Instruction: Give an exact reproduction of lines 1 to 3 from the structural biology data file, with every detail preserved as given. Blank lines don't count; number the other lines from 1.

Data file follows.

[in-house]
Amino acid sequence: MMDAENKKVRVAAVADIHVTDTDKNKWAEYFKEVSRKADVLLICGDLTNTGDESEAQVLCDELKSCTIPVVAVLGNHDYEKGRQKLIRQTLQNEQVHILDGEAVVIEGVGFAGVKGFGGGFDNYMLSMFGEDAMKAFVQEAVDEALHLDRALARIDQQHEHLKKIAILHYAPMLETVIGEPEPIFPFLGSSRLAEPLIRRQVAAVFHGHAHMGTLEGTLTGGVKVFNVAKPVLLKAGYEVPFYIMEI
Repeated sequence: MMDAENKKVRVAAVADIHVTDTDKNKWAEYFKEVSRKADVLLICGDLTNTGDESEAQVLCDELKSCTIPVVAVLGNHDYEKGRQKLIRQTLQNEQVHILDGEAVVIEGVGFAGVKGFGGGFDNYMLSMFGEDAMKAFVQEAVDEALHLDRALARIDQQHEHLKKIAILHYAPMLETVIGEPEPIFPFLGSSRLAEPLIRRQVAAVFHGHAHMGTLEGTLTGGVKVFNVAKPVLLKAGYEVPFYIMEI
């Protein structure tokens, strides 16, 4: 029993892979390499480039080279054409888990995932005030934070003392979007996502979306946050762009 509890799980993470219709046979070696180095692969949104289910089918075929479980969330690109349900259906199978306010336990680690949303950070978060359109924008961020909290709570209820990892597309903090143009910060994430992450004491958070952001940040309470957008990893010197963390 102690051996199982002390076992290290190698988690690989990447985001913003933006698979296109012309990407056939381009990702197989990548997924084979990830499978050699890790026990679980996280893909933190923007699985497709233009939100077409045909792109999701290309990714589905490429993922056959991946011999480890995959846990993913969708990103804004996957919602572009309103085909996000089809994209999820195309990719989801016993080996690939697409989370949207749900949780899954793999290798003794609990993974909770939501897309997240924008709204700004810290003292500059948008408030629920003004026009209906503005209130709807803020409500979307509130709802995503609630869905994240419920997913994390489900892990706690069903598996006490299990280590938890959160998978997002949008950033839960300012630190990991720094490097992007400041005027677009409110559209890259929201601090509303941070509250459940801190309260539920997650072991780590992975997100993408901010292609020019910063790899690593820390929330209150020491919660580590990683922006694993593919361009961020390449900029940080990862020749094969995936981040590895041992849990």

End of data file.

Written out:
[in-house]
Amino acid sequence: MMDAENKKVRVAAVADIHVTDTDKNKWAEYFKEVSRKADVLLICGDLTNTGDESEAQVLCDELKSCTIPVVAVLGNHDYEKGRQKLIRQTLQNEQVHILDGEAVVIEGVGFAGVKGFGGGFDNYMLSMFGEDAMKAFVQEAVDEALHLDRALARIDQQHEHLKKIAILHYAPMLETVIGEPEPIFPFLGSSRLAEPLIRRQVAAVFHGHAHMGTLEGTLTGGVKVFNVAKPVLLKAGYEVPFYIMEI
Repeated sequence: MMDAENKKVRVAAVADIHVTDTDKNKWAEYFKEVSRKADVLLICGDLTNTGDESEAQVLCDELKSCTIPVVAVLGNHDYEKGRQKLIRQTLQNEQVHILDGEAVVIEGVGFAGVKGFGGGFDNYMLSMFGEDAMKAFVQEAVDEALHLDRALARIDQQHEHLKKIAILHYAPMLETVIGEPEPIFPFLGSSRLAEPLIRRQVAAVFHGHAHMGTLEGTLTGGVKVFNVAKPVLLKAGYEVPFYIMEI